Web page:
Knuckle Pups' Debut Record 'San Panino' Drops This Weekend

By: Julia Talen

Knuckle Pups, a Denver-based five-piece band, are releasing their first ever musical project, San Panino digitally and on cassette tape this upcoming Saturday, October 27th. And to be honest, after a listen, I was shocked that this is the first project the group’s produced.

 Knuckle Pups.

Knuckle Pups.

Texture deepens each track on San Panino, perhaps because of the exceptionally layered vocal harmonies and the dynamic instrumentals. Bare and percussive elements echo, while dialogue with airy and ethereal synths glides listeners through this original project, filled with movement. The movement feels adventurous and exciting, and it carries listeners into unique yet comforting musical realms.

San Panino opens with the track “Last Whim,” a tune bursting at the seams with energy which explores coming of age, youth, and relationship complexities. The tune runs, and listeners run with it, cruising through the song’s wonderful syncopation. You also get a taste of the group’s exceptional vocal blends, which thread throughout the cassette.

The next track, “New Reckless” opens up with playful synths. The tune feels whimsy, in an infectious way as Oliver Holloway (principal songwriter) croons questions like, “So what/am I/ today?” The title gets at the recklessness of relationships- new relationships- and the wondering and questions of one another which comes along with that freshness. The tune builds and listeners hold on through its progression, reflective of the song’s final lyrics, “Hold on.”

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“Bottom Baby” is perhaps the most poetic and inquisitive track, with lyrics like, “Down to the bottom baby/out of control/ upside the inside maybe.” My favorite part of the track is the bridge, a mixture of catchy percussion, and “ooo’s” which flood the track like waves drifting through various facets of the tune to what feels familiar.

San Panino finishes with “Wealthy Diner.” We linger in the slow verse on this one, accompanied by Holloway’s shaky, raw, and refined vocals. He sings, “Lovely the way you lie with me/just where we’re supposed to be/and across the moonlit line/we would watch the wealthy dine,” and the instrumentals take off, lifting us into that “moonlit line.”

Knuckle Pups emerges in a vast sea of Colorado indie music with an extremely original and enticing project, a project that elevates the group, showcasing an originality that’s difficult to compare. The casette’s rich layers and imagination compel listeners to hold on for the ride and get lost in the sublime landscape of the music.

See Knuckle Pups for yourself this Saturday, October 27th, at Larimer Lounge as they take the stage with Saintseneca and Trace Mountains for their release show.

Keep up with Knuckle Pups here.

-Julia

All photos, videos, and embedded tracks per the artists featured and those credited. This feature was edited for brevity and clarity by BolderBeat.

Join BolderBeat for a Balanced Breakfast at The Mercury Cafe in Denver This Saturday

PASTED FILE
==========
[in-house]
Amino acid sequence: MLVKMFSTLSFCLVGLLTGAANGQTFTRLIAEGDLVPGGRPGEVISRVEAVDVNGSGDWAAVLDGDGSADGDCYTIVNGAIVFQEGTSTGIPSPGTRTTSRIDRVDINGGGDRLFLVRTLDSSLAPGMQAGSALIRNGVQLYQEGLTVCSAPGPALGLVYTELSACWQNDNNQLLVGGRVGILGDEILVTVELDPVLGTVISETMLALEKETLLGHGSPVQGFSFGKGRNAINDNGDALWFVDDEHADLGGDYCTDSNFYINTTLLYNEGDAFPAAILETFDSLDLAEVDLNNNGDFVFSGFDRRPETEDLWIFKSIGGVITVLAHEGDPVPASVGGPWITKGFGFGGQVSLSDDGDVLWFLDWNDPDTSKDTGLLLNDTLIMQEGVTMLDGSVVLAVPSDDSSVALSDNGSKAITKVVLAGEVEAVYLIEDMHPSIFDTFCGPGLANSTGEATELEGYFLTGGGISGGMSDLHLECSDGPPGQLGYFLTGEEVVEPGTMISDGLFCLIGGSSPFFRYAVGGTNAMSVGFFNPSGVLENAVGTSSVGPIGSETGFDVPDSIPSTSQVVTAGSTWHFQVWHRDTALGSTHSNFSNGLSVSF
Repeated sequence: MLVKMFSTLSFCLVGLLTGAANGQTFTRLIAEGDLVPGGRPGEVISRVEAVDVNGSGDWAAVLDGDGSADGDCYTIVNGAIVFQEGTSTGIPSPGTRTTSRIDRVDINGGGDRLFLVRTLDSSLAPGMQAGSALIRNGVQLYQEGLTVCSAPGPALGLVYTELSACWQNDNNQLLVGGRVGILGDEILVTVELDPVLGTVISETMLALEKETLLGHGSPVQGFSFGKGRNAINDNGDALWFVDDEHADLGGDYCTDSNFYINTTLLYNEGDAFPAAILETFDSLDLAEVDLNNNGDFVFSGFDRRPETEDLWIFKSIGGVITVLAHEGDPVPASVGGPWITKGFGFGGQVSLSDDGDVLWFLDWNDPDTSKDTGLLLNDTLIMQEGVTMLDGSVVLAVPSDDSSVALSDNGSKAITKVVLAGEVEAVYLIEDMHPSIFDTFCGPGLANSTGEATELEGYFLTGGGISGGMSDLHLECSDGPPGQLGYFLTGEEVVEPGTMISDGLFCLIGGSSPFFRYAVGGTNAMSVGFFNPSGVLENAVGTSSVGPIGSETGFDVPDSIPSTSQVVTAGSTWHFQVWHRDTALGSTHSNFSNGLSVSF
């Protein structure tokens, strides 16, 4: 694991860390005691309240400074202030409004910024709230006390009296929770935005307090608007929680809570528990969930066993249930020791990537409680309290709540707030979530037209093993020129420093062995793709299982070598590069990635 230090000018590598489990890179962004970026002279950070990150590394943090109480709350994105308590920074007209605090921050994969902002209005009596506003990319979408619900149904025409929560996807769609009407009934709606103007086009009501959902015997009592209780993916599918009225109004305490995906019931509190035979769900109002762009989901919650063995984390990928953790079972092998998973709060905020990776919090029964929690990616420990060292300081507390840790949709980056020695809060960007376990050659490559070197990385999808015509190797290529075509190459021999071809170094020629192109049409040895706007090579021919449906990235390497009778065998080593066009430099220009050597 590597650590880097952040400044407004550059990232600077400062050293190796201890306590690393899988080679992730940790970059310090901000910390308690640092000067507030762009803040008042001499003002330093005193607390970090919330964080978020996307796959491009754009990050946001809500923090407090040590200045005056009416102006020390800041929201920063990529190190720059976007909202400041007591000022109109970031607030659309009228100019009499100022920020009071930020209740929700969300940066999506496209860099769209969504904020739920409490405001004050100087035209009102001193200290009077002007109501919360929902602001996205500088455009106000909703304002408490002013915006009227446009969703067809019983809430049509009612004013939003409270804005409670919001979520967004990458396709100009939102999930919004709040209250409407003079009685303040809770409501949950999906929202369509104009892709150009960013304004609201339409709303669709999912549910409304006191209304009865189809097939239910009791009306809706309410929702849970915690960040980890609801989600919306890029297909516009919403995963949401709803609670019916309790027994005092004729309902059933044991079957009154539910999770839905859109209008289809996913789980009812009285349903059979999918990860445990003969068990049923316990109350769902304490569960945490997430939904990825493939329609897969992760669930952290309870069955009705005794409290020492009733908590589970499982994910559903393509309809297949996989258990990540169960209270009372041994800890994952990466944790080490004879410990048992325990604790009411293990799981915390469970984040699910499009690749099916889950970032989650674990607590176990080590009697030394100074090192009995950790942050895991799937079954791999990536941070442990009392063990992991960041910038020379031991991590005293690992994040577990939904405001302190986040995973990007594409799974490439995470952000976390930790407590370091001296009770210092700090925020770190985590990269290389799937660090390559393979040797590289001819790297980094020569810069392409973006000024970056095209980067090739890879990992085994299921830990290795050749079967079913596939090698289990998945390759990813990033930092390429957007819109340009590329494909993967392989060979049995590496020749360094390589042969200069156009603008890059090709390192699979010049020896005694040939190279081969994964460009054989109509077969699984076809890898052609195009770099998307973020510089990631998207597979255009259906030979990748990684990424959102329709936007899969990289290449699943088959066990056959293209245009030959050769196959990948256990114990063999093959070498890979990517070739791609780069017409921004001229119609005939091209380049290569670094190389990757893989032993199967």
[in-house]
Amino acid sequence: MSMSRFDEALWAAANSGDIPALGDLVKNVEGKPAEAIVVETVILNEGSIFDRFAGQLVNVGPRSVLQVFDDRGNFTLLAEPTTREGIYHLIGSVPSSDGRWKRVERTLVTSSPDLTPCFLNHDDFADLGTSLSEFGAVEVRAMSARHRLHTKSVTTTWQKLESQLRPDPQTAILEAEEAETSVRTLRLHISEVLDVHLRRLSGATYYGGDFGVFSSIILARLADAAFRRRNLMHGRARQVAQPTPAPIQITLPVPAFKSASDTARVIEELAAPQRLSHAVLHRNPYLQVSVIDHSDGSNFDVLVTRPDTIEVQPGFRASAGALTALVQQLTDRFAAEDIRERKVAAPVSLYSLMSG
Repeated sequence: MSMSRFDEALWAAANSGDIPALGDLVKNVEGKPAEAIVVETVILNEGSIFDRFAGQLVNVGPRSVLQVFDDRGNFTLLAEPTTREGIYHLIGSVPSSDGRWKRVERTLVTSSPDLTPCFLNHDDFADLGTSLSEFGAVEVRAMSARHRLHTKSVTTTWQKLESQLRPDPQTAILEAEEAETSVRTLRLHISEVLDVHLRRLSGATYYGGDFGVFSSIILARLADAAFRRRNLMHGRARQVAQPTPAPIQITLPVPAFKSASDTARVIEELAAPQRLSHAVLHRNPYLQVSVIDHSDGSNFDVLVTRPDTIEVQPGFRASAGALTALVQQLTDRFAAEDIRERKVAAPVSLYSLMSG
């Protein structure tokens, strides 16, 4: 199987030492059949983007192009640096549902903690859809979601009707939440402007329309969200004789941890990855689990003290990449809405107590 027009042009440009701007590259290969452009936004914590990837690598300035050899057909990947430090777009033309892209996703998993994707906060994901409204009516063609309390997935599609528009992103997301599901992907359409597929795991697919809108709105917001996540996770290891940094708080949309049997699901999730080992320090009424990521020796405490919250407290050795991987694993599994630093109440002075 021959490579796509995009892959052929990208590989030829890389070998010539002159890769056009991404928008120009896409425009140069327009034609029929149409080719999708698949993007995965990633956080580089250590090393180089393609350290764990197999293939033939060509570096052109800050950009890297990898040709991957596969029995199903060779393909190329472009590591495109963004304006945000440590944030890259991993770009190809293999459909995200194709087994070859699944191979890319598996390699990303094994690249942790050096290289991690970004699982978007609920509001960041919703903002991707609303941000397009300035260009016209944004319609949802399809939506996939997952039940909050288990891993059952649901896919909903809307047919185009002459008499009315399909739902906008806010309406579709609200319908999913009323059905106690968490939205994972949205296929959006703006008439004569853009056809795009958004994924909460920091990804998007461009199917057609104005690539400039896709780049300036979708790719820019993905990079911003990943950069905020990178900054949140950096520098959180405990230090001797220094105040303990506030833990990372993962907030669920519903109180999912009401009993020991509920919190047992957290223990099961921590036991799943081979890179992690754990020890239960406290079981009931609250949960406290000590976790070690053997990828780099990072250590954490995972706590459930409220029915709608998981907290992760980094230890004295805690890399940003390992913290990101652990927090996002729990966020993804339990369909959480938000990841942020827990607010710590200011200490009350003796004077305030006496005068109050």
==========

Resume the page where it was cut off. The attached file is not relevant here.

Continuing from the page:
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This Saturday, members of the BolderBeat community have been asked to speak at the Balanced Breakfast Denver chapter about their experiences in the Colorado music industry and their work with BolderBeat.

Balanced Breakfast Denver meets monthly, and meetings are open to anybody that is passionate about the music industry. Breakfast hosts Reed Fox and Mona Magno invited the BolderBeat team to attend for October and we’re thrilled! If you weren’t already familiar with our publication and community, here a snippet on what we do here at BolderBeat:

Founded in 2016, BolderBeat covers both local and national artists and events. Our site features single and video premieres, concert reviews and photography, and artist interviews written by a volunteer contributor network which extends from Colorado to Los Angeles. BolderBeat also works with industry insiders, record labels, and musicians themselves on event promotion, tour sponsorships, and content placement. BolderBeat has cultivated an amazing community of artists working with artists in its short time as a publication- writers and photographers work regularly to expose and promote the work of musicians, artists, and industry creatives whom they’re passionate about.

Our founder, Hannah Oreskovich, will be on site to answer questions at Balanced Breakfast about how your band should approach media for features, what the past and future of BolderBeat look like, and more. BolderBeat live event producer Zach Dahmen will also be available for a discussion and questions, and our whole Colorado contributor community has been invited to tell you about their experiences in the music industry and their work with BolderBeat.

Brunch will be had by all from 11AM-1PM at Denver’s:

The Mercury Cafe

2199 California St, 80205 Denver, United States

Full details on the Facebook event here.

More on Balanced Breakfast:

Originally started in San Francisco by Stefan Aronsen, Balanced Breakfast brings together local music industry artists and professionals to meet for breakfast on a regular basis. Now with meetings in 27 cities around the world, attendees talk about actions they can employ that will help the local scene become a place where musicians & industry professionals can make substantial progress doing what they love: music.